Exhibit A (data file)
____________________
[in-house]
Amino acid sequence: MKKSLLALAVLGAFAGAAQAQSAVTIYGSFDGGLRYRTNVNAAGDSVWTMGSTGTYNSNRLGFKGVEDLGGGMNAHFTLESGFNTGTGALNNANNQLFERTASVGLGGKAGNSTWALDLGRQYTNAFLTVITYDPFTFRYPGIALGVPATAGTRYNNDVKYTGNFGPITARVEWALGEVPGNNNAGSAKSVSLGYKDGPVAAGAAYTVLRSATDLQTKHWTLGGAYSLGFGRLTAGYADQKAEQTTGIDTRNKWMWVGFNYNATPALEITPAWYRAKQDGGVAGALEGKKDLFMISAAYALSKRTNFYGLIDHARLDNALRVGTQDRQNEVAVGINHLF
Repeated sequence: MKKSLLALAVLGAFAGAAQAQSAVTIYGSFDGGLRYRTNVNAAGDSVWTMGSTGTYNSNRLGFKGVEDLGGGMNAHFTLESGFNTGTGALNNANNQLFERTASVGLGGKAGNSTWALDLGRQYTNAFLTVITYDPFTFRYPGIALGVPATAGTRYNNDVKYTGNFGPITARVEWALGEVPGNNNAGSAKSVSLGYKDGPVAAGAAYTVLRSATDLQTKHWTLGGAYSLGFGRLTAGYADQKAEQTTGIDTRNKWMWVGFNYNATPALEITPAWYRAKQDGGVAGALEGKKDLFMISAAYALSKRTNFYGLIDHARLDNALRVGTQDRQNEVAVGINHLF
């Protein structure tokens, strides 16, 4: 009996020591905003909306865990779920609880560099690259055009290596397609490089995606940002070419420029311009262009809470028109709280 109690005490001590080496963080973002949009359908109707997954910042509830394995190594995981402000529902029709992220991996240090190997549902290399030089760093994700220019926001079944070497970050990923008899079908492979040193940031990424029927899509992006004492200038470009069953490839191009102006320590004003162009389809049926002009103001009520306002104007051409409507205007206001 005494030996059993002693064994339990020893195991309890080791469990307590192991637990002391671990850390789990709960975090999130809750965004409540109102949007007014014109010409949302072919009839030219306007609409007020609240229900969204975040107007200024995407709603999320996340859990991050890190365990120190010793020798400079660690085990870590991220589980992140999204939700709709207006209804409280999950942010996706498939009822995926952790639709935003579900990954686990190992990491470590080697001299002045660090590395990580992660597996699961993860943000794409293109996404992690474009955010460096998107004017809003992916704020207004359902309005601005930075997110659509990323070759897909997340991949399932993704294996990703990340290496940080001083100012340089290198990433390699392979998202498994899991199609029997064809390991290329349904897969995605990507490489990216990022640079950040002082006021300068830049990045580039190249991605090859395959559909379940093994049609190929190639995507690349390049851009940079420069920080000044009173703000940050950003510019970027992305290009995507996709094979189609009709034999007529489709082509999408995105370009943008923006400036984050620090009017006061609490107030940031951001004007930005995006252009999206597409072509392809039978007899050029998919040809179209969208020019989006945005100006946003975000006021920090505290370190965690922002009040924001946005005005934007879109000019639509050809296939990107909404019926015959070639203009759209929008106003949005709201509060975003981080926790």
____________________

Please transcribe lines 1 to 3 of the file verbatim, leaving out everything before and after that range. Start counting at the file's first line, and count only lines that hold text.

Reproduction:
[in-house]
Amino acid sequence: MKKSLLALAVLGAFAGAAQAQSAVTIYGSFDGGLRYRTNVNAAGDSVWTMGSTGTYNSNRLGFKGVEDLGGGMNAHFTLESGFNTGTGALNNANNQLFERTASVGLGGKAGNSTWALDLGRQYTNAFLTVITYDPFTFRYPGIALGVPATAGTRYNNDVKYTGNFGPITARVEWALGEVPGNNNAGSAKSVSLGYKDGPVAAGAAYTVLRSATDLQTKHWTLGGAYSLGFGRLTAGYADQKAEQTTGIDTRNKWMWVGFNYNATPALEITPAWYRAKQDGGVAGALEGKKDLFMISAAYALSKRTNFYGLIDHARLDNALRVGTQDRQNEVAVGINHLF
Repeated sequence: MKKSLLALAVLGAFAGAAQAQSAVTIYGSFDGGLRYRTNVNAAGDSVWTMGSTGTYNSNRLGFKGVEDLGGGMNAHFTLESGFNTGTGALNNANNQLFERTASVGLGGKAGNSTWALDLGRQYTNAFLTVITYDPFTFRYPGIALGVPATAGTRYNNDVKYTGNFGPITARVEWALGEVPGNNNAGSAKSVSLGYKDGPVAAGAAYTVLRSATDLQTKHWTLGGAYSLGFGRLTAGYADQKAEQTTGIDTRNKWMWVGFNYNATPALEITPAWYRAKQDGGVAGALEGKKDLFMISAAYALSKRTNFYGLIDHARLDNALRVGTQDRQNEVAVGINHLF